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http://bsnes.googlecode.com/files/bsnes_v086r12.tar.bz2

Adds mul, clarifies that 0xf4.bin is actually a data ROM, and not RAM, fixes subtraction carry/overflow flags (hopefully?)

I can move a few times in-game, it freezes once the ARM starts doing heavy-lifting.

> Alright, I'll try to hook it up in MESS after work tomorrow and see how it behaves.

I was really hoping you (or someone) might look at my ARM CPU emulation for bugs ... I'm about one or two major CPU bugs away from this game being playable.

The emulation is as straight-forward as humanly possible. But there's most likely problems with the shifter carry out still.

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Originally Posted By byuu
I was really hoping you (or someone) might look at my ARM CPU emulation for bugs ... I'm about one or two major CPU bugs away from this game being playable.


Not to be a cock or anything, but did you help me debug any of my SNES work in MESS that was ported from your code? No, because we're all perfectly capable of debugging our own code. MAME and MESS both have an ARM core robust enough to run Android, Windows CE and MAME itself, and it would literally take 30 minutes to wire up the ST-0018 to the MESS SNES driver and plumb the I/O access, so why don't you make use of MESS's robust debugger to trace out the execution on MESS's ARM core and then compare against yours? It's almost too easy.

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> Not to be a cock or anything

No, it's a fair criticism. I always ask for help, whereas few people ask for mine.

It never hurts to ask, though. You're certainly welcome to not help if you are busy or don't want to.

> did you help me debug any of my SNES work in MESS that was ported from your code

I helped etabeta with anything I was asked, as I do elsewhere, eg:
http://board.byuu.org/viewtopic.php?p=53986#p53986
I also followed the SNES WIPs topic and explained the causes of any bugs I recognized. I also did what I could when MAME merged in libco.

> No, because we're all perfectly capable of debugging our own code.

I've no doubt I can pull this off eventually. I'm excited because this is a major milestone, it's the very last coprocessor used in an actual game.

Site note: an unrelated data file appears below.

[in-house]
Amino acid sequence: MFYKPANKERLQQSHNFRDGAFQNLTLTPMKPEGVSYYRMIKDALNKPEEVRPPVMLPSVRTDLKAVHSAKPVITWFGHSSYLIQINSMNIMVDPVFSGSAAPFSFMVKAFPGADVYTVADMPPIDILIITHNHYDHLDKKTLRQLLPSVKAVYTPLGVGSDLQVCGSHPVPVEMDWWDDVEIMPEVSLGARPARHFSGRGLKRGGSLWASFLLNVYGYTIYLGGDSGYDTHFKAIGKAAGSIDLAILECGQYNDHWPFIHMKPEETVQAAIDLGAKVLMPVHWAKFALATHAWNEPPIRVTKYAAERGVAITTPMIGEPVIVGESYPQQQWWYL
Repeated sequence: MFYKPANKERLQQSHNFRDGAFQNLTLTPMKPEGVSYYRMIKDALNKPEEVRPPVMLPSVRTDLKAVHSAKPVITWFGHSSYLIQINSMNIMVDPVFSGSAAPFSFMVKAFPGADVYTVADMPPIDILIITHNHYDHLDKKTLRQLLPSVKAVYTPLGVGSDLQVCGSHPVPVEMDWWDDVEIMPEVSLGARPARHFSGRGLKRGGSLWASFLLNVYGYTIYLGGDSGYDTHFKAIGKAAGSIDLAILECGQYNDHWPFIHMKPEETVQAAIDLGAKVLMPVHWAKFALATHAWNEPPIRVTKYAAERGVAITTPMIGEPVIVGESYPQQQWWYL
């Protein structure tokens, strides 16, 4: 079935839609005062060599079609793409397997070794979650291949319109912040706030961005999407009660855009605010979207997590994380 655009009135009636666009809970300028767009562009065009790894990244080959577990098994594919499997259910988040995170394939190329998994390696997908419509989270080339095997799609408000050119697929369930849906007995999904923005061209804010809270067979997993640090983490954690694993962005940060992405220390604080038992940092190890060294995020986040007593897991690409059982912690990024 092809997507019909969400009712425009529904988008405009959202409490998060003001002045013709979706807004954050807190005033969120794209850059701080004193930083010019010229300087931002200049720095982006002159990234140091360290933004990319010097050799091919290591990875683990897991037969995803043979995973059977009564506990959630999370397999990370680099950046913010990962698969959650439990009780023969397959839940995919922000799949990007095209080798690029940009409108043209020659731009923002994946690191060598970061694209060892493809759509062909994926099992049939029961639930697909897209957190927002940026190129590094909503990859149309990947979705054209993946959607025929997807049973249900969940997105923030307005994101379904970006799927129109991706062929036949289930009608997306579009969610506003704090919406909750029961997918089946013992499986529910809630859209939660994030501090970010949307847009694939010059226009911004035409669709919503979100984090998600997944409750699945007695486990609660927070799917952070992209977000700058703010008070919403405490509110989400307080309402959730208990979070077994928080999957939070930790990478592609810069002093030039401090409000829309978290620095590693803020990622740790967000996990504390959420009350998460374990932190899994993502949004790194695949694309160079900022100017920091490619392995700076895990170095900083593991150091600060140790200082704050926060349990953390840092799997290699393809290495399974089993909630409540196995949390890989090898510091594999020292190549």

But I like cooperation. We can do it faster together. And I'll be sharing with you guys the details of the CPU<>ARM communications bridge for MESS (not to mention the ROMs.)
CPU cores are tricky. It's easy to overlook something for a really long time, so a second set of eyes help. It's not so easy to grep over the 1.4GB log file of instructions I have here looking for the first mistake. Especially when I really don't know ARM.

> MAME and MESS both have an ARM core

Hence why I'm asking, you guys know ARM a whole lot better than I do laugh

I couldn't use your core directly even if I wanted, as non-commercial is not compatible with GPLv3 (note: I fully support non-commercial licenses.)

> why don't you make use of MESS's robust debugger to trace out the execution on MESS's ARM core and then compare against yours?

I've never compiled MESS. I don't know how the infrastructure works to hook it up and log instructions. To take on all of that would probably be harder than fixing the CPU bugs in the first place ...

But you raise a good point: I suppose R. Belmont hooking it up in MESS would be equally as wise as looking at my core. Perhaps even easier.

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Yeah, my point in saying I'd hook it up wasn't that I'd get it running and announce victory, it was that you could then run mess -debug and "trace arm.txt" smile

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I'll give an update here as well:

http://bsnes.googlecode.com/files/bsnes_v086r15.tar.bz2
http://byuu.org/temp/st018-20120301.tar.bz2